Within an organization, Kets de Vries and Miller identified different types of narcissistic leaders and drew an important difference between what they called ‘reactive narcissists’ and ‘constructive narcissists’. Reactive narcissists are cold, ruthless, grandiose and exhibitionistic. They (…) dominate and control and can be extremely exploitative. Constructive narcissists can also be quite ambitious, ‘manipulative and hypersensitive to criticism. But they have enough self-confidence, adaptability, and humor to stress real achievements.’
One could continue to identify visible descriptors of narcissistic personalities in the organization. We believe such exercise can be very valuable for any HR department to build the right system and processes for leadership assessment purposes. These descriptors should also help business leaders better assess their peers and direct reports and appraise them in a more constructive way. This could help them address the identified narcissistic traits and limit their negative impact.
When it comes to narcissistic leaders, once they have been identified, the organization should carefully manage them and their environment to again send the appropriate signals. Refusing to promote a narcissistic leader will reinforce the belief that this is not the leadership style the organization is looking to promote.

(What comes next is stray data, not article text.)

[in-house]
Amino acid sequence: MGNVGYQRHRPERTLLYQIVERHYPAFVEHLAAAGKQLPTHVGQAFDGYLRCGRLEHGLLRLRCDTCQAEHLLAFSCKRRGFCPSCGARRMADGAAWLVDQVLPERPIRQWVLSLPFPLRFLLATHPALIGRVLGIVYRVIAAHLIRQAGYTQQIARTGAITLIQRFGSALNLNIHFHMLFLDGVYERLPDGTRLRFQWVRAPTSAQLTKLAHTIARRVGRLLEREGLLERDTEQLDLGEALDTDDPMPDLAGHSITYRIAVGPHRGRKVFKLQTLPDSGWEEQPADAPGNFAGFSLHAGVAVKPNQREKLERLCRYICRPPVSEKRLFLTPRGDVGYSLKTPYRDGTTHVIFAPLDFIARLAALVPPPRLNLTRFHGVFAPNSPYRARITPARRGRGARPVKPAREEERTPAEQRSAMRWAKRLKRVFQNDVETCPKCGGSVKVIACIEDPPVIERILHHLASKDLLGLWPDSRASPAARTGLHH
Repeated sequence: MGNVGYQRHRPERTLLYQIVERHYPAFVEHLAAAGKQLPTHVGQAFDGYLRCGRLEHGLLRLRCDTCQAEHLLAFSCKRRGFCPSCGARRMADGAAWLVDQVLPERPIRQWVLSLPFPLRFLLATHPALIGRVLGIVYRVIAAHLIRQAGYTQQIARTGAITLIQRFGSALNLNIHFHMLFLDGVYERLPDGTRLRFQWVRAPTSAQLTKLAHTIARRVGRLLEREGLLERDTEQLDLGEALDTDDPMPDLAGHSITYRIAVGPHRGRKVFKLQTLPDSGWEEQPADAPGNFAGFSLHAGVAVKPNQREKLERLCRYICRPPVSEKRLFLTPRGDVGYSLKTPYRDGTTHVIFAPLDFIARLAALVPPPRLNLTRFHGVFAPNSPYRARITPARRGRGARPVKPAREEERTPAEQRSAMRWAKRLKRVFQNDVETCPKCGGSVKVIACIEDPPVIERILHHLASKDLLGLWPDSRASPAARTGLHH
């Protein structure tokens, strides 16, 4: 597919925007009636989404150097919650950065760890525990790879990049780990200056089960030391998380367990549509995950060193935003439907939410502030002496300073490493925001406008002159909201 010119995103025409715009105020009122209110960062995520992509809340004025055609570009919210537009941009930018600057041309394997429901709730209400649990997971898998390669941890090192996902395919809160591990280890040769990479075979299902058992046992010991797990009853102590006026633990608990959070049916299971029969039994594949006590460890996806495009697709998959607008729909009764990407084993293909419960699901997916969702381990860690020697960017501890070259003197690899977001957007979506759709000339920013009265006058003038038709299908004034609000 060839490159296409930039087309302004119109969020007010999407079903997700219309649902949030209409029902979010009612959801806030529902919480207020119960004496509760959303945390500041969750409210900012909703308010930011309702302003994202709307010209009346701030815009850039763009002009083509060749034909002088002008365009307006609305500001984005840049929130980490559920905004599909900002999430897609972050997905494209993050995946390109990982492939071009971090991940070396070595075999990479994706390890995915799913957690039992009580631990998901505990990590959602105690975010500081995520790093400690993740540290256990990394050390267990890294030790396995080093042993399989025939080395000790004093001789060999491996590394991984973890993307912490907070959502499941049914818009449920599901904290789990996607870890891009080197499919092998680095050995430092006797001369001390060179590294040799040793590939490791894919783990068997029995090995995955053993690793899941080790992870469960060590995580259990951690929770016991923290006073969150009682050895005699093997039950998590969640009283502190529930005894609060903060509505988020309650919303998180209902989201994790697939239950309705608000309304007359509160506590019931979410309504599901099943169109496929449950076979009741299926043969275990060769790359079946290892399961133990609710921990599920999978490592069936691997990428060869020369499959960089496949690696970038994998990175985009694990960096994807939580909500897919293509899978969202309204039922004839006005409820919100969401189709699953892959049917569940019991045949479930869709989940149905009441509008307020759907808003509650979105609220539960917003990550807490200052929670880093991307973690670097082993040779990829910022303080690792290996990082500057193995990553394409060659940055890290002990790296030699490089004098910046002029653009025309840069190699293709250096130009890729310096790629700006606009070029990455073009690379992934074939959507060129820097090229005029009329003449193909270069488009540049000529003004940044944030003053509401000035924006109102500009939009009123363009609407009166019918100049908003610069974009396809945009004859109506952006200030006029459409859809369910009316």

As we have seen previously, there are cases were it could be of benefit to the organization to recruit or even promote a constructive narcissist. These could be situations when the visionary and charismatic skills of the constructive narcissist could help accelerate success. Managing this leader out and onto another potential similar emerging situation is of great importance to avoid the destructive elements that will materialize once the narcissistic leader stays in role too long.
The main obstacle in developing humility is related to the difficulty of engaging people in deep personal change and self-awareness. However, we believe there are still a few tools to promote humility in organizations :
- Exemplar leadership : role modeling humility
- Explicit inclusion of humility as an element of the firm’s values
- Hiring practices that look at the individuals’ humility
- Promotion practices that reward humility
- Public rejection of arrogant or overconfident behaviors
Kets de Vries and Miller also added that ‘it might be useful to assign strong, confident, and secure personalities to work with the narcissistically inclined executive, those who are not afraid to express their opinions and can help to introduce more “reality” into the decision making process.’